Durante una manifestazione anti-militarista ad Ancona i carabinieri sparano sulla folla : 3 morti e 20 feriti. Inizia così la "settimana rossa" nelle Marche e in Romagna. Lo stato invia nella zona 100.000 soldati per far fronte alle manifestazioni. Il bilancio finale è di tredici morti fra i dimostranti e di uno tra i soldati, con decine di feriti e contusi.
Malatesta, escaping the police, is forced again into exile in London.
[Details / context]
1916 -- Ravel opposes the French campaign against performing German music.
1917 -- African American writer Gwendolyn Brooks lives.
1919 -- Spain: El 7 de junio el cenetista Miguel Villalonga atenta y da muerte al empresario ebanista Felipe Serrano, en la calle Valencia esquina Calabria. Años más tarde se averiguó que Serrano había roto con su socio y éste último había inducido a Villalonga para que se produjeran los hechos, pero sin embargo en aquel momento parecía claro que eran los sindicalistas los que habían provocado la muerte de Serrano.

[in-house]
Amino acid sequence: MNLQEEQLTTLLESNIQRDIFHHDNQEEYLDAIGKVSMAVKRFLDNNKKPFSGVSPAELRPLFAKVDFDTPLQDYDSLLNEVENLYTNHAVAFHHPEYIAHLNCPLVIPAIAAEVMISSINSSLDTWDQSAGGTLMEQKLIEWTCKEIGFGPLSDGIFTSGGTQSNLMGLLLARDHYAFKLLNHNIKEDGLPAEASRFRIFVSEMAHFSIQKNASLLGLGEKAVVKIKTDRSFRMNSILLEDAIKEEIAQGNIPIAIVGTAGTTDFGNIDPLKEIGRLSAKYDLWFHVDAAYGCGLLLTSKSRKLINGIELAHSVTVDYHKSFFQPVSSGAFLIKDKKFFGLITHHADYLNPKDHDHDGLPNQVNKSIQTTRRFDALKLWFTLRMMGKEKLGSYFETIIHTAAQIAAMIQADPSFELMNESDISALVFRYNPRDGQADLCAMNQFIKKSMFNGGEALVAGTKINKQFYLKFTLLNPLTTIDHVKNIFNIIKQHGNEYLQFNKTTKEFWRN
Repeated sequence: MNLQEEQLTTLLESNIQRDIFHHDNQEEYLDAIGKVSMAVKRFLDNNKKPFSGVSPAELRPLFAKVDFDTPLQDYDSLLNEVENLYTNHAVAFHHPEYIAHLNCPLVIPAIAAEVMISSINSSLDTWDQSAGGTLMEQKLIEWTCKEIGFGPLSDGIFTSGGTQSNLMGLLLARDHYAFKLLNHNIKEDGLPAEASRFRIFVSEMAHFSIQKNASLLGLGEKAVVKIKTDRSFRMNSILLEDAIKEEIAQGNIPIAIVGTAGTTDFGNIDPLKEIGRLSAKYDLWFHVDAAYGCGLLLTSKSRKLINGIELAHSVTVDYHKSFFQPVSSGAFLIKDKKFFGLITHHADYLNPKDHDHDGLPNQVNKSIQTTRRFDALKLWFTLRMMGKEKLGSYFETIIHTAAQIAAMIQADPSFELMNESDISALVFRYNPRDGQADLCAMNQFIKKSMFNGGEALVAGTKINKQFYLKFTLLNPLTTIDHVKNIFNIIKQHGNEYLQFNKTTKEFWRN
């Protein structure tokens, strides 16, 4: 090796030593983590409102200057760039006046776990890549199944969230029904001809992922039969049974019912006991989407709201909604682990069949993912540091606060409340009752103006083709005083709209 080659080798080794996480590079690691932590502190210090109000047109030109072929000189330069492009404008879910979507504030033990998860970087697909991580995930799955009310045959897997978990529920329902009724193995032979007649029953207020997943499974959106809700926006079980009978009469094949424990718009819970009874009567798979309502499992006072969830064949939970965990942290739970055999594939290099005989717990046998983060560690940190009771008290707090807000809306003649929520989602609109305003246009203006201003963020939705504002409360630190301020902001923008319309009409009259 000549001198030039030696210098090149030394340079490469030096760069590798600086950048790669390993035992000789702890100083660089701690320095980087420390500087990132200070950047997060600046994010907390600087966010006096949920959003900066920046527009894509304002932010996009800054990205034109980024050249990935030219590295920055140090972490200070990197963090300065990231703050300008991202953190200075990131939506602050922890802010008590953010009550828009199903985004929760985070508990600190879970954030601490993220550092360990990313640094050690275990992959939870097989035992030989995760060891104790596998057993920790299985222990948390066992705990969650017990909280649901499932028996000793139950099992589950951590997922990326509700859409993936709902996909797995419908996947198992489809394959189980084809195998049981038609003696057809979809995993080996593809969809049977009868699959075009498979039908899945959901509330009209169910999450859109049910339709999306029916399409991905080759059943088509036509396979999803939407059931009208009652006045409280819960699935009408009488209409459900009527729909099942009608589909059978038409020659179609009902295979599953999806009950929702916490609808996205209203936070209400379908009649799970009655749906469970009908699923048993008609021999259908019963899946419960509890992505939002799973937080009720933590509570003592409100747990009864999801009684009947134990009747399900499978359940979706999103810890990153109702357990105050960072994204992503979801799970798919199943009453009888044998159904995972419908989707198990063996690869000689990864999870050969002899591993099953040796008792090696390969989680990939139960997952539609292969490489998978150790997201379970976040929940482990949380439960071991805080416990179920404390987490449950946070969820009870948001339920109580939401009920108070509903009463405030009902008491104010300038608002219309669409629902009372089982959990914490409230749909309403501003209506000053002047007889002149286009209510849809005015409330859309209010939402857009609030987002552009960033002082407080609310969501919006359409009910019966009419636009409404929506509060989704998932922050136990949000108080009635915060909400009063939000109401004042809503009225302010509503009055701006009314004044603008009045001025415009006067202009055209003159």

1920 -- Erik Satie's "Socrate" in its full orchestral version premiers.
1924 -- George Leigh-Mallory disappears 775' from Everest's summit.
On the lecture tour, after the 1922 expedition, trying to raise money for the 1924 attempt: Everywhere they went, they were inundated with mundane questions. Was it cold? Where is Tibet? Why do you want to climb Everest? In exasperation, in a hurry, he spoke the words that will always be associated with Everest. "Because It's There!"
1924 -- Poet Edward Field lives, Brooklyn, New York.